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Individualized Special Education Services and Program
The IEP is a personalized plan designed to help your child succeed in school. It includes several components that are critical to your child’s academic growth and development:
Present Levels of Academic Achievement and Functional Performance (PLAAFP)
This component describes your child’s current level of performance in various subjects, such as reading and math, as well as their overall functional abilities. It serves as a baseline for setting goals and measuring progress.
Measurable Annual Goals
Goals are set annually for your child to achieve academic and functional milestones. These goals must be specific, measurable, achievable, results-oriented, and time-bound (SMART). Goals are designed to challenge your child while also being attainable.
Special Education and Related Services
The IEP should detail specific services and accommodations your child will receive to meet the goals set in the IEP. This could include smaller class sizes, one-on-one support, or assistive technology.
Participation in Statewide Assessments
The IEP should outline how your child will participate in statewide assessments, including any necessary accommodations or alternate assessments.
If your child is nearing the end of high school, the IEP should include plans for transitioning to post-secondary education or the workforce.
Finally, the IEP must consider your child’s unique needs or circumstances and address them as required.
Initial Provision of Services
Before your child can receive special education services, the school must obtain your consent. The school must make reasonable efforts to obtain your consent, but they cannot force you to accept services if you decline. Remember that refusing services means your child will not be eligible for later benefits.
Developing an IEP
To develop an Individualized Education Program (IEP), the Admission, Review, and Dismissal (ARD) committee must consider multiple factors, including:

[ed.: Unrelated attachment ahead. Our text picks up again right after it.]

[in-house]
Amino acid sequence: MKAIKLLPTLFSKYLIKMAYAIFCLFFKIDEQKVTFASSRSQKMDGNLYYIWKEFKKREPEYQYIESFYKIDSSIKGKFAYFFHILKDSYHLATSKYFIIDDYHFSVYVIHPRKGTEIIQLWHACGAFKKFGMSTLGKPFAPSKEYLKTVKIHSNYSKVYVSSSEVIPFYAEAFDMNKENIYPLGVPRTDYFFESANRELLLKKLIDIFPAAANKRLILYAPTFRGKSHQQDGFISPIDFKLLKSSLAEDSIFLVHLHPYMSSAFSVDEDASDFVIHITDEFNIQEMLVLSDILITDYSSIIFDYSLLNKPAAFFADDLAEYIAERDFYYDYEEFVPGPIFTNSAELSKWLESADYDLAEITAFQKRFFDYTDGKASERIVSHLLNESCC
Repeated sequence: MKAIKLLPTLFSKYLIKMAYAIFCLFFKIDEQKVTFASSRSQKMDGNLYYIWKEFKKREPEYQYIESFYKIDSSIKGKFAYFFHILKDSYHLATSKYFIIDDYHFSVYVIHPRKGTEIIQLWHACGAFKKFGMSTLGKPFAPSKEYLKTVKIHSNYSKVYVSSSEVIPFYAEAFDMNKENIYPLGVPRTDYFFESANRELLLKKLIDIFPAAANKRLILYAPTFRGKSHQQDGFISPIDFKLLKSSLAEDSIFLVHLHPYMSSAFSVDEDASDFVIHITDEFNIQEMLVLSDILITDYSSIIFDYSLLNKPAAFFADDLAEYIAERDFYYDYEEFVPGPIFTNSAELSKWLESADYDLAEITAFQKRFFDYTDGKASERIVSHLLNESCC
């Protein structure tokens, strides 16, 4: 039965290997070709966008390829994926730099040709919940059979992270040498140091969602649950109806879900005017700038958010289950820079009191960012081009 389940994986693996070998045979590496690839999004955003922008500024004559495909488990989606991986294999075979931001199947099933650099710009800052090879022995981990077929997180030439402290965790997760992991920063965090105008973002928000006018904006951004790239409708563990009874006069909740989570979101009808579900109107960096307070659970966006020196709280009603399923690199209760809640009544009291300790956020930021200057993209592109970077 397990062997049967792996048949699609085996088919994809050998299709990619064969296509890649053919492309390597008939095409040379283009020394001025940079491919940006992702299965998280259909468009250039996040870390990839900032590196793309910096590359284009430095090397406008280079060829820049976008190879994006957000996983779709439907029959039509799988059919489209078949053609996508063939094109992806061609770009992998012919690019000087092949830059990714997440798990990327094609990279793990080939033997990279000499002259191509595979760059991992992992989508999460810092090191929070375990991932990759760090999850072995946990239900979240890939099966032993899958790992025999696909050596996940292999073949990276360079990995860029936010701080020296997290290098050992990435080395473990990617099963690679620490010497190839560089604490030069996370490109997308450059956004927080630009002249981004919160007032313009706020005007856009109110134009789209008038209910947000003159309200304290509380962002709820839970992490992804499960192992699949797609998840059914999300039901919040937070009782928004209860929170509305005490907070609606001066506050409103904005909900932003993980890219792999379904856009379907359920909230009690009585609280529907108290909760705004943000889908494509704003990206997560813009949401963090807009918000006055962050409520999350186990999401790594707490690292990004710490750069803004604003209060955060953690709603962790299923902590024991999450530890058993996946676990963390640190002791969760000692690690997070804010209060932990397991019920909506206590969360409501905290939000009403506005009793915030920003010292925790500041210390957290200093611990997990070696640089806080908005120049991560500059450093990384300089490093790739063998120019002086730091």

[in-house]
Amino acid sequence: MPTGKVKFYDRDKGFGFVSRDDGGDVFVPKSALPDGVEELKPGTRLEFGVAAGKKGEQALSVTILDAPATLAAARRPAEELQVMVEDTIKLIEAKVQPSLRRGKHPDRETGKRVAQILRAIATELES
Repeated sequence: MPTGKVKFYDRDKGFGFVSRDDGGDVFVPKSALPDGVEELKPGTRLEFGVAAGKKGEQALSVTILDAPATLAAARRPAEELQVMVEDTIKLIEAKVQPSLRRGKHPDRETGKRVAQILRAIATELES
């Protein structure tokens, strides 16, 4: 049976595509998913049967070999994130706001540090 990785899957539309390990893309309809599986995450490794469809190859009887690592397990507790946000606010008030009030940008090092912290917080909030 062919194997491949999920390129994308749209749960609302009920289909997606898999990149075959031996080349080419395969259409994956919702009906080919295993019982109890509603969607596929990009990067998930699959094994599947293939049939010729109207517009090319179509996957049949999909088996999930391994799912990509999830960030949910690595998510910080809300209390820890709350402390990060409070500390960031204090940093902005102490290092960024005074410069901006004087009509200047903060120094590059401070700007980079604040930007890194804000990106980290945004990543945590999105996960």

- Strengths: Identifying the strengths of the child Concerns: Addressing concerns for enhancing the child’s education
- Evaluation Results: Examining the most recent evaluation results. Needs: Determining the academic, developmental, and functional requirements of the child
You should also note that the ARD committee must address certain factors for children with disabilities:
- Behavioral Intervention: Consider using positive behavioral interventions and supports to address any behavior that impedes learning.
- Language Needs: Provide instruction in braille and using braille unless otherwise determined to be inappropriate, as well as considering the language needs of each child with a disability.
- Communication Needs: Consider the communication needs of each child with a disability, such as direct communication with peers and professional personnel in their language and communication mode.
- Assistive Technology: Consider whether each child needs assistive technology devices and services.
Present Levels of Academic Achievement and Functional Performance
The IEP must contain a statement of the child’s present levels of academic achievement and functional performance (PLAAFP) that explains how the disability affects participation in the general curriculum.
The IEP should contain measurable annual goals that address the child’s needs resulting from the disability to progress in the general curriculum. The IEP must also describe how the child’s progress toward the annual goals will be measured and when progress reports will be provided.
Special Education, Related Services, and Supplementary Aids and Services
The ARD committee determines the necessary services to achieve the following goals for special education:
- Enable the child to advance appropriately toward attaining the annual goals.
- Be involved and progress in the general curriculum, including extracurricular and nonacademic activities.
- Educate and foster participation with children without disabilities.
The IEP Statement
The IEP statement should specify the required level of special education, related services, and supplementary aids and services based on peer-reviewed research as much as possible. In addition, it should include details about any program modifications and supports that will be included for school personnel.
Moreover, the IEP must specify the projected date for the services and modifications to begin and their expected frequencies, locations, and durations.
Under federal law, state assessments are administered to all children to determine whether schools have successfully taught children the state’s academic content standards. In Texas, the educational content standards are known as the Texas Essential Knowledge and Skills, and they can be accessed on the TEA website.
Children receiving special education services are subject to the appropriate state assessments, either the regular or alternate assessments aligned with associate academic achievement standards, for those with the most significant cognitive disabilities.
However, regardless of your child’s assessment, they must receive appropriate accommodations, as indicated in your child’s IEP, to avoid any disadvantage on state and district-wide assessments.
If the ARD committee has decided that your child requires accommodations to participate in assessments, the IEP would include the necessary accommodations.[/et_pb_text][/et_pb_column][/et_pb_row][/et_pb_section]